"Samantha," Franklin said, bringing their attention back to him. He knocked her feet off the desk and adjusted his name plate before continuing. "I'm assuming that you had a big part in this?"

"You assume wrong," she answered, twirling a lock of hair around her finger in a bored fashion. "This time, we had absolutely nothing to do with this."

Franklin unfolded his hands and sat back in his chair. "I've been hearing about a burn book?"

Freddie felt like throwing up. "Is this going on my permanent record?"

"Yeah, that my boyfriend's ex girlfriend made out of spite!" Carly interrupted before Franklin could reply. "She's been spreading rumors that I made it, but it wasn't me. Honest."

The principal gave them a hard stare before sighing and seeming to deflate. "Well, I'm sorry to say but all fingers are pointing to you."

"Oh no," Freddie groaned. "My mom is going to kill me."

"And then she'll kill me!"

"Carly!" Sam shook her head in disbelief. "Look, Ted, you know it wasn't us, so let us off the hook. We can walk out of here with a clean slate and no one needs to know about what was said in here. I won't even tell anyone that you gorge yourself on Fig Newters and cry yourself to sleep watching Titanic every Friday night."

"Sam!" Principal Ted sat straighter in his chair and smoothed down his tie, sending a panicked glance toward Ms. Briggs. "I thought we already agreed that you wouldn't say anything about that. Remember? Bacon Taco Thursday?"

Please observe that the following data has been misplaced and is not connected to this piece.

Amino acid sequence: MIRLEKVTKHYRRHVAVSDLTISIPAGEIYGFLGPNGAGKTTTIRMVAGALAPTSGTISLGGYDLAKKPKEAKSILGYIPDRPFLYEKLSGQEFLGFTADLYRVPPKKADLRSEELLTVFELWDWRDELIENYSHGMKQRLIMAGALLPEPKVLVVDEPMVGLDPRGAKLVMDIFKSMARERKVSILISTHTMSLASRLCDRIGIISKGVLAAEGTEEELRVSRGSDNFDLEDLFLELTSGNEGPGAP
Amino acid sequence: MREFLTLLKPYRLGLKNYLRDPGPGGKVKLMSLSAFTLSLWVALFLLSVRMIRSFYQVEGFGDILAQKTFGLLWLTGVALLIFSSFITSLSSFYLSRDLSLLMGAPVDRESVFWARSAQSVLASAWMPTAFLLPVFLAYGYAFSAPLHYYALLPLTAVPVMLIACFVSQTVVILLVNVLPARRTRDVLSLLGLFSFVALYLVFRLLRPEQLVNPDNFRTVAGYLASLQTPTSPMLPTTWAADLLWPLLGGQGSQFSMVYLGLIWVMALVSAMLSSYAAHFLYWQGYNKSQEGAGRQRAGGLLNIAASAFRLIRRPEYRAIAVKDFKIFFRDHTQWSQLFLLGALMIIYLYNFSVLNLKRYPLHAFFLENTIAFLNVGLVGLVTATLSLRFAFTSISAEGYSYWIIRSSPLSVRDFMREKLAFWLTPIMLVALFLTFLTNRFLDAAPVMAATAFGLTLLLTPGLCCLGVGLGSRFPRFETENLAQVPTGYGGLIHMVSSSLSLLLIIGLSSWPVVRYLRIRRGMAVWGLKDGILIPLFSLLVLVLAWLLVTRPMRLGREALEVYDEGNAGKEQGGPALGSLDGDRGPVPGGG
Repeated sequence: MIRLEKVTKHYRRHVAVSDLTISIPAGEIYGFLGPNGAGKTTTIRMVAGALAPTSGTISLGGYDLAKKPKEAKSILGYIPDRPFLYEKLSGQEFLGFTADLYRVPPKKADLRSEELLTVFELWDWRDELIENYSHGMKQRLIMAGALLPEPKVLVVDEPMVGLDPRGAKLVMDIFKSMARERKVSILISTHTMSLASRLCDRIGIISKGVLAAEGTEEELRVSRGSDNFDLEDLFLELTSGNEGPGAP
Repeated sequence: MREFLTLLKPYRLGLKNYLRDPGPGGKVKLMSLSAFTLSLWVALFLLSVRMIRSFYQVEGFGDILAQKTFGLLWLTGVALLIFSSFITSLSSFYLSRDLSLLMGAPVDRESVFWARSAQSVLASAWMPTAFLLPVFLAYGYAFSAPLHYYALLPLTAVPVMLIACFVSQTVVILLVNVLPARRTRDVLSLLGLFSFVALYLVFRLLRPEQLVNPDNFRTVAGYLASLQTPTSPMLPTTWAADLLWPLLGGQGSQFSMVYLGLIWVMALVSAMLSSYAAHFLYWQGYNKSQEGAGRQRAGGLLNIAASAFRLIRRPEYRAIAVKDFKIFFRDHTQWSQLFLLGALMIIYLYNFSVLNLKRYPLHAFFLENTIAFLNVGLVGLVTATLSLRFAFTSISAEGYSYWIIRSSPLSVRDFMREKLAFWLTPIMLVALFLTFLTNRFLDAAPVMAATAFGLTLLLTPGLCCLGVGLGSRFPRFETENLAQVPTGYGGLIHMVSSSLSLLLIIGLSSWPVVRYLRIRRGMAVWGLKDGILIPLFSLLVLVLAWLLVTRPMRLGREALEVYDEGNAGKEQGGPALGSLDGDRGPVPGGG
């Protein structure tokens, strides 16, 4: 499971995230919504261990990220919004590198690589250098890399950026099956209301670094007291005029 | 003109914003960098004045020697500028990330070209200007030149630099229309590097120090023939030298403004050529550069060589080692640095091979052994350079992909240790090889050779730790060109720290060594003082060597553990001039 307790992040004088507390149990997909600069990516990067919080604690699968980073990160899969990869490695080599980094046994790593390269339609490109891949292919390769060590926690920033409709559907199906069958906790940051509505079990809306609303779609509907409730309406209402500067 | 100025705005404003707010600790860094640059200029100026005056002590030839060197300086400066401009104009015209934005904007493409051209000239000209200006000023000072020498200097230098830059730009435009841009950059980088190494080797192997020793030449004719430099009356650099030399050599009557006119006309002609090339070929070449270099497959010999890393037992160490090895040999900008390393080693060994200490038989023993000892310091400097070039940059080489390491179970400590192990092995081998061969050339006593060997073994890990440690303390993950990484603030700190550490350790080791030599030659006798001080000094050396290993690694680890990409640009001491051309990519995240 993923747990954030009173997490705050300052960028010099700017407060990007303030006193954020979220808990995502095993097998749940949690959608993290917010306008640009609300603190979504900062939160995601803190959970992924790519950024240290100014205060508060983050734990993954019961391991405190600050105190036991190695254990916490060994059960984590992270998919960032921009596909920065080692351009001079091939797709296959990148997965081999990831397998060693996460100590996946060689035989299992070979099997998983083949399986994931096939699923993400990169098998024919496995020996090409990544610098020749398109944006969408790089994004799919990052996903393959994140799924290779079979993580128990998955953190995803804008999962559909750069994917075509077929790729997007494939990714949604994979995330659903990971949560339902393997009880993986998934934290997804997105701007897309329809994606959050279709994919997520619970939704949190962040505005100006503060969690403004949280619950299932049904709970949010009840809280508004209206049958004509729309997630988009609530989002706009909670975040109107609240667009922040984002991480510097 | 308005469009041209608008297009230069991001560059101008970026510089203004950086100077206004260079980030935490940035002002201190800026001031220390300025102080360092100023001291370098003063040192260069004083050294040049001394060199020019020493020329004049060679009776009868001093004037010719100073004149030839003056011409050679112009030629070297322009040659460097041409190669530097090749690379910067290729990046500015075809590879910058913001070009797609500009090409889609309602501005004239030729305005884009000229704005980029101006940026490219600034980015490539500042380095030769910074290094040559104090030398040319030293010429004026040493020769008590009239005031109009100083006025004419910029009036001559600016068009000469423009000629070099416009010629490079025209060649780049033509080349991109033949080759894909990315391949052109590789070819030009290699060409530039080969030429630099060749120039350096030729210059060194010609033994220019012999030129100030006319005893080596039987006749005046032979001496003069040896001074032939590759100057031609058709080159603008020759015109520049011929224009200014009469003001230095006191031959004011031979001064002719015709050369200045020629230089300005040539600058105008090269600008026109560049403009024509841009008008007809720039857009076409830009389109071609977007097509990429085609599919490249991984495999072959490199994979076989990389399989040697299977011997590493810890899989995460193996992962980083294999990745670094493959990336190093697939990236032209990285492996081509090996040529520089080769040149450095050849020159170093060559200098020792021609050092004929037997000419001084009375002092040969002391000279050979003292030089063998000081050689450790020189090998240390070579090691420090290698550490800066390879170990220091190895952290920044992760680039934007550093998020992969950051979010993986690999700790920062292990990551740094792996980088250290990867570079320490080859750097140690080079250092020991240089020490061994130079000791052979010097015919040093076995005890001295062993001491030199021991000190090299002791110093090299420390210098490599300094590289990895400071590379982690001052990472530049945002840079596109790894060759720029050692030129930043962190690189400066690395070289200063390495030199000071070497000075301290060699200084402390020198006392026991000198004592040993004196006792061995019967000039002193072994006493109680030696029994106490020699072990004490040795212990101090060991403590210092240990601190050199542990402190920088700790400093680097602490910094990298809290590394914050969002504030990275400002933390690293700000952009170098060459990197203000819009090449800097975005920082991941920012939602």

"Oh, yeah," she said and sent a lazy smile Freddie's way, patting her stomach. "Those are delicious."

Franklin cleared his throat. "Regardless, someone has to be punished for this. Now, you could either take your suspension or perform some kind of good will for the school."

At the word suspension, Freddie had tucked his head in between his knees and was working on taking steady breaths in through his nose and out through his mouth to keep his perfectly toasted toast from making a second appearance. Carly's warm hand was a nice reassurance on the back of his neck.

From his vantage point, he could see Sam's bright sneakers tapping rhythmatically against the carpeted floor. "Hmm… I don't know. Suspension sounds pretty appealing."

"No, suspension sounds pretty frightening," Carly said and Sam laughed. "What's our second choice?"

"Well, we have the Ridgeway Spring Show coming up soon, and—"

"No way am I performing some pathetic play in front of lonely housewives with a bunch of nubs," Sam interrupted, and the heel of her sneaker bounced against the floor. "I've had enough prancing around on stage for a lifetime."

"Sam, the beauty pageant was ages ago," Freddie said from the spot between his legs.

"And?" she goaded. "The hundreds of beady eyes on me still haunt my nightmares."

"I don't think you have much choice in the matter here, Sam. Unless you would like for Ms. Briggs to pick out your alternate punishment."

"Capital penalization," Ms. Briggs supplied, and Freddie could practically hear Sam gulp.

"Fine, I'll do your play."

"Carly?" Franklin questioned.

"Absolutely," she answered.


Freddie raked fingers through his hair. So, his choice was to either spend countless days after school in the stuffy auditorium, most likely dressed up in costume and having to slather huge amounts of suntan lotion on his face and arms in order to keep from burning from the rays of the overhead stage lights, or risk becoming a collegiate pariah for the huge ink blot that's sure to stain his permanent record if he chose the route of being suspended. It was such an easy choice.

Principal Franklin didn't even have to ask.

Freddie looked up into Franklin's eyes and nodded. "Definitely, I'm in."

He was pretty sure that it couldn't be that bad.